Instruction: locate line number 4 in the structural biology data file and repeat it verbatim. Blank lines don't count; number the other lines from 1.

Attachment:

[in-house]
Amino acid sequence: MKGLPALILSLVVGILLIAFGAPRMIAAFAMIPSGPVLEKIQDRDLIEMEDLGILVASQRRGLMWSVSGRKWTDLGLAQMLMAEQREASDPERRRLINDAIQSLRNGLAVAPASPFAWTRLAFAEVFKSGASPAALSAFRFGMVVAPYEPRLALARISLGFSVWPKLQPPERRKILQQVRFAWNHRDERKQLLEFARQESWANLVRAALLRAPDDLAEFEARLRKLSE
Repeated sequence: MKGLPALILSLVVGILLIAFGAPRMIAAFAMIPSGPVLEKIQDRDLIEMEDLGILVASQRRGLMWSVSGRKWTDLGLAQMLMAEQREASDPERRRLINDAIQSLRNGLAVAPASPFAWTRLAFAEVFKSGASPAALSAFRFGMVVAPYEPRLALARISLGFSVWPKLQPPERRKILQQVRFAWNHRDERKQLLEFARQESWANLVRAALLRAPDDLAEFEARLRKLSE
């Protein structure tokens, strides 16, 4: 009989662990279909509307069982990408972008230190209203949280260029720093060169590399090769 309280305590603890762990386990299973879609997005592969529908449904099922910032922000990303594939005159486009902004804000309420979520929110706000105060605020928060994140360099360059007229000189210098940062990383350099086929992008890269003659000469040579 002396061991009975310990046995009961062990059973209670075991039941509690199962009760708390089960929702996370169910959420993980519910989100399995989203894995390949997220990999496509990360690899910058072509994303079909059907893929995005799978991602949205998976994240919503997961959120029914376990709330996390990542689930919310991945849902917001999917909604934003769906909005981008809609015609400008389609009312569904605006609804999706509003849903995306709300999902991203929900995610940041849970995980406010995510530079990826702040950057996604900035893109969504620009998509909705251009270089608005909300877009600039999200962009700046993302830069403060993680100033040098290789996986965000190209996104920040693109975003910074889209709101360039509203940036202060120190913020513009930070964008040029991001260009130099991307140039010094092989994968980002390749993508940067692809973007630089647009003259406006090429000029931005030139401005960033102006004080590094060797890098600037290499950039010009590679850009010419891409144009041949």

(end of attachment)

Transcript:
């Protein structure tokens, strides 16, 4: 009989662990279909509307069982990408972008230190209203949280260029720093060169590399090769 309280305590603890762990386990299973879609997005592969529908449904099922910032922000990303594939005159486009902004804000309420979520929110706000105060605020928060994140360099360059007229000189210098940062990383350099086929992008890269003659000469040579 002396061991009975310990046995009961062990059973209670075991039941509690199962009760708390089960929702996370169910959420993980519910989100399995989203894995390949997220990999496509990360690899910058072509994303079909059907893929995005799978991602949205998976994240919503997961959120029914376990709330996390990542689930919310991945849902917001999917909604934003769906909005981008809609015609400008389609009312569904605006609804999706509003849903995306709300999902991203929900995610940041849970995980406010995510530079990826702040950057996604900035893109969504620009998509909705251009270089608005909300877009600039999200962009700046993302830069403060993680100033040098290789996986965000190209996104920040693109975003910074889209709101360039509203940036202060120190913020513009930070964008040029991001260009130099991307140039010094092989994968980002390749993508940067692809973007630089647009003259406006090429000029931005030139401005960033102006004080590094060797890098600037290499950039010009590679850009010419891409144009041949």